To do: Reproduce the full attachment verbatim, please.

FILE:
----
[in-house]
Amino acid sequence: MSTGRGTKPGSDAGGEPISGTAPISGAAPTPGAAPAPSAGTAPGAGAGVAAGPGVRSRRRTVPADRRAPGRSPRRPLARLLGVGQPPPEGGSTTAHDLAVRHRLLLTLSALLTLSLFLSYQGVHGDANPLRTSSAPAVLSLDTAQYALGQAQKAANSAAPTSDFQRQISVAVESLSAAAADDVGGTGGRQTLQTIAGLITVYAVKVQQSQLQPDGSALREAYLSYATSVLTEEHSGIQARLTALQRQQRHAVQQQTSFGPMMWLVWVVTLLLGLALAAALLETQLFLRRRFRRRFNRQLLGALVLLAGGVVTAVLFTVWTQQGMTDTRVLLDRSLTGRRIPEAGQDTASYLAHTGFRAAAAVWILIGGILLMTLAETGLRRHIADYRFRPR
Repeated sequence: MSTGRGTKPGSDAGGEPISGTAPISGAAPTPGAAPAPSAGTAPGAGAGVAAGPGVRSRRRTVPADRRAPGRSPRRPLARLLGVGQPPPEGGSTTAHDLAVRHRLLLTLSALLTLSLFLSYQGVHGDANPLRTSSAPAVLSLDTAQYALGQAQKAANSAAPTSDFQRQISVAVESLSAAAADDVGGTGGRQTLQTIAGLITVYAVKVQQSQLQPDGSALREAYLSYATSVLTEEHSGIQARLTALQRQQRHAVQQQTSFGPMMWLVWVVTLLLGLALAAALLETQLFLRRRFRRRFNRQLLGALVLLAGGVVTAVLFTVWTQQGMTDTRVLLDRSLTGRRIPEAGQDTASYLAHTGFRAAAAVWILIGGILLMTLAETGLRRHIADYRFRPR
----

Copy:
[in-house]
Amino acid sequence: MSTGRGTKPGSDAGGEPISGTAPISGAAPTPGAAPAPSAGTAPGAGAGVAAGPGVRSRRRTVPADRRAPGRSPRRPLARLLGVGQPPPEGGSTTAHDLAVRHRLLLTLSALLTLSLFLSYQGVHGDANPLRTSSAPAVLSLDTAQYALGQAQKAANSAAPTSDFQRQISVAVESLSAAAADDVGGTGGRQTLQTIAGLITVYAVKVQQSQLQPDGSALREAYLSYATSVLTEEHSGIQARLTALQRQQRHAVQQQTSFGPMMWLVWVVTLLLGLALAAALLETQLFLRRRFRRRFNRQLLGALVLLAGGVVTAVLFTVWTQQGMTDTRVLLDRSLTGRRIPEAGQDTASYLAHTGFRAAAAVWILIGGILLMTLAETGLRRHIADYRFRPR
Repeated sequence: MSTGRGTKPGSDAGGEPISGTAPISGAAPTPGAAPAPSAGTAPGAGAGVAAGPGVRSRRRTVPADRRAPGRSPRRPLARLLGVGQPPPEGGSTTAHDLAVRHRLLLTLSALLTLSLFLSYQGVHGDANPLRTSSAPAVLSLDTAQYALGQAQKAANSAAPTSDFQRQISVAVESLSAAAADDVGGTGGRQTLQTIAGLITVYAVKVQQSQLQPDGSALREAYLSYATSVLTEEHSGIQARLTALQRQQRHAVQQQTSFGPMMWLVWVVTLLLGLALAAALLETQLFLRRRFRRRFNRQLLGALVLLAGGVVTAVLFTVWTQQGMTDTRVLLDRSLTGRRIPEAGQDTASYLAHTGFRAAAAVWILIGGILLMTLAETGLRRHIADYRFRPR